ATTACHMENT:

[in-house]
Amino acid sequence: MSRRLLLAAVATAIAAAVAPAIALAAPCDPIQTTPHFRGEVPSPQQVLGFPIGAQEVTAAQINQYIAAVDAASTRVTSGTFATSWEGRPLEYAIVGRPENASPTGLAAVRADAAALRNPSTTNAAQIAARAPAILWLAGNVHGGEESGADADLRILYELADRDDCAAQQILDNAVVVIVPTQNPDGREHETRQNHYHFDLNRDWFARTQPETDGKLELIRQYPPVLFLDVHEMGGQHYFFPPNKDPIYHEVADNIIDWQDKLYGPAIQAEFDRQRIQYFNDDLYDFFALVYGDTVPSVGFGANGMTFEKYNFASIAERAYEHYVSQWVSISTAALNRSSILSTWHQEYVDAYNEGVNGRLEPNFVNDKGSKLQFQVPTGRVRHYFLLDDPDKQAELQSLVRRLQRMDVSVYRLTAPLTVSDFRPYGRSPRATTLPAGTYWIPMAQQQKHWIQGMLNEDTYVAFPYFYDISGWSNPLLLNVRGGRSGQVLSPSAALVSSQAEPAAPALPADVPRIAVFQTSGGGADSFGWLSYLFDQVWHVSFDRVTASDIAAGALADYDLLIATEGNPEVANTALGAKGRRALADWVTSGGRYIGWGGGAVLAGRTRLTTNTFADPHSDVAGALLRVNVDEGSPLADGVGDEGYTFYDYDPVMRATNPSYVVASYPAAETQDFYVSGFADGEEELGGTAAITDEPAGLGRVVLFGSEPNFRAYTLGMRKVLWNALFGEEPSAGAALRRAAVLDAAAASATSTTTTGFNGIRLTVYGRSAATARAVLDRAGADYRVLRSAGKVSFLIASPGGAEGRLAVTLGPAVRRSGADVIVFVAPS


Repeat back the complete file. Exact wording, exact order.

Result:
[in-house]
Amino acid sequence: MSRRLLLAAVATAIAAAVAPAIALAAPCDPIQTTPHFRGEVPSPQQVLGFPIGAQEVTAAQINQYIAAVDAASTRVTSGTFATSWEGRPLEYAIVGRPENASPTGLAAVRADAAALRNPSTTNAAQIAARAPAILWLAGNVHGGEESGADADLRILYELADRDDCAAQQILDNAVVVIVPTQNPDGREHETRQNHYHFDLNRDWFARTQPETDGKLELIRQYPPVLFLDVHEMGGQHYFFPPNKDPIYHEVADNIIDWQDKLYGPAIQAEFDRQRIQYFNDDLYDFFALVYGDTVPSVGFGANGMTFEKYNFASIAERAYEHYVSQWVSISTAALNRSSILSTWHQEYVDAYNEGVNGRLEPNFVNDKGSKLQFQVPTGRVRHYFLLDDPDKQAELQSLVRRLQRMDVSVYRLTAPLTVSDFRPYGRSPRATTLPAGTYWIPMAQQQKHWIQGMLNEDTYVAFPYFYDISGWSNPLLLNVRGGRSGQVLSPSAALVSSQAEPAAPALPADVPRIAVFQTSGGGADSFGWLSYLFDQVWHVSFDRVTASDIAAGALADYDLLIATEGNPEVANTALGAKGRRALADWVTSGGRYIGWGGGAVLAGRTRLTTNTFADPHSDVAGALLRVNVDEGSPLADGVGDEGYTFYDYDPVMRATNPSYVVASYPAAETQDFYVSGFADGEEELGGTAAITDEPAGLGRVVLFGSEPNFRAYTLGMRKVLWNALFGEEPSAGAALRRAAVLDAAAASATSTTTTGFNGIRLTVYGRSAATARAVLDRAGADYRVLRSAGKVSFLIASPGGAEGRLAVTLGPAVRRSGADVIVFVAPS